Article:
National Initiatives Launched to Stop Homelessness of Youth and Criminalization of Young People Living on the Streets

Coalition for Juvenile Justice
Naomi Smoot
Phone: (202) 467-0864, ext. 109, [email protected]


National Network for Youth
Darla BardinePhone: (202) 783-7949, [email protected]

 

National Initiatives Launched to Stop Homelessness of Youth and Criminalization of Young People Living on the Streets

 

FOR IMMEDIATE RELEASE:
June 30, 2016

 

WASHINGTON, D.C. - Organizations across the country are coming together to help address the often unrecognized needs of youth who are alone and without a home. These young people frequently face criminalization as a result of their situation.

Today, the Coalition for Juvenile Justice (CJJ) and its partners the National Network for Youth and National League of Cities’ Institute for Youth, Education, and Families launched ‘Collaborating for Change’. This initiative will bring together stakeholders from across multiple sectors to ensure that children do not become homeless as a result of their interactions with the juvenile justice system, and that communities support rather than criminalize youth. 

In 2015, the U.S. Department of Housing and Urban Development’s annual count of people living without a home in communities across the country found that 46,808 youth were living on the streets, without the care or help of their family. The U.S. Department of Education counted over 88,000 unaccompanied homeless youth in the 2013-2014 school year, the majority of which are minors.  The National Alliance to End Homelessness, meanwhile, estimates that in a given year, 380,000 minors will at some point be homeless and alone, without the aid of their family.  

These children, much like their adult counterparts, are often criminalized instead of being provided with the supports they need.  Involvement in the juvenile justice system can also result in homelessness. The Administration for Children and Families interviewed hundreds of homeless youth age 14-21 from across the country and found that almost 44% had been in a juvenile detention center, jail, or prison.  Such placements can lead to homelessness in a number of ways:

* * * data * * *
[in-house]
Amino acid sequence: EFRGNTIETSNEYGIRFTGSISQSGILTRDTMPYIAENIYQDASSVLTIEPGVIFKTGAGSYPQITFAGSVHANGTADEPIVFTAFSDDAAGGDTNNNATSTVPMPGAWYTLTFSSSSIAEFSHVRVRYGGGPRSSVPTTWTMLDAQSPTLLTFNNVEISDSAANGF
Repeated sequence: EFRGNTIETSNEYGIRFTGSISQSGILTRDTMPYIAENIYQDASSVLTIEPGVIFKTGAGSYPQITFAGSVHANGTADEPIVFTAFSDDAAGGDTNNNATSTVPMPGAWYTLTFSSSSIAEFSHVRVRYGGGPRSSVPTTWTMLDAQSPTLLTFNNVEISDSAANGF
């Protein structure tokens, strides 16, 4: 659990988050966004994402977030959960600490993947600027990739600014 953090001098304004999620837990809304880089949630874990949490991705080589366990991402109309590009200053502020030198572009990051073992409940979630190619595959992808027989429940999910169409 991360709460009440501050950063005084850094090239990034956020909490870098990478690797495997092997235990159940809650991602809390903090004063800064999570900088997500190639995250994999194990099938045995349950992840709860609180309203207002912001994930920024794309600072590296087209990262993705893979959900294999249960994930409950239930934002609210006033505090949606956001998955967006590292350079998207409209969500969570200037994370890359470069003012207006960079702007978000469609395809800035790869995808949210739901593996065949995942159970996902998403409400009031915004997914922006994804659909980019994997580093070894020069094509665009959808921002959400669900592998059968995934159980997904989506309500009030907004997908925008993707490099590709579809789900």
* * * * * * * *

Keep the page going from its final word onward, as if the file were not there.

•             A child who is taken out of a dysfunctional or abusive home may not be welcome or able to safely return to his family after “aging out” of foster care;

•             Young people with criminal records may not be able to return home due to restrictions on their families’ public housing.

•             Parents may be unwilling to take children back after an arrest or stay in juvenile detention. 

•             Students may be placed in a detention facility or jail, where they experience disruption in their education and are unable to successfully complete an educational or vocational program, thus leading to employment difficulties and income insecurity later in life. 

With the launch of Collaborating for Change CJJ and its partners plan to make these issues a thing of the past.

“Our children should not be criminalized because they lack a safe home to return to at night, food to eat, or a safe place to sleep. We at CJJ believe that through changes in policy and practice we can stop the criminalization of our most vulnerable youth, and ensure that the juvenile justice system is not a pathway to homelessness,” said Lisa Pilnik, Deputy Director of the Coalition for Juvenile Justice.

“Too many young people in America experience homelessness on their own and end up in the juvenile justice system as a result of lacking access to basic needs like housing and food.  NN4Y is excited to partner with CJJ on this project to promote solutions that improve existing policies and practice so that young people are provided with what they need instead of being criminalized for their life circumstances,” said Darla Bardine, Executive Director of the National Network for Youth.

CJJ and NN4Y will also be collaborating with others who are undertaking similar initiatives. A Way Home America, for example, is a partnership across multiple sectors that launched recently with the goal of ending homelessness among youth and young adults in 2020.  The National Law Center on Homelessness & Poverty, meanwhile is working on a project to end the criminalization of both youth and adults who are without a home. Together, these agencies and projects hope to stem the tide on the invisible problem of children living on the streets alone and without a home.

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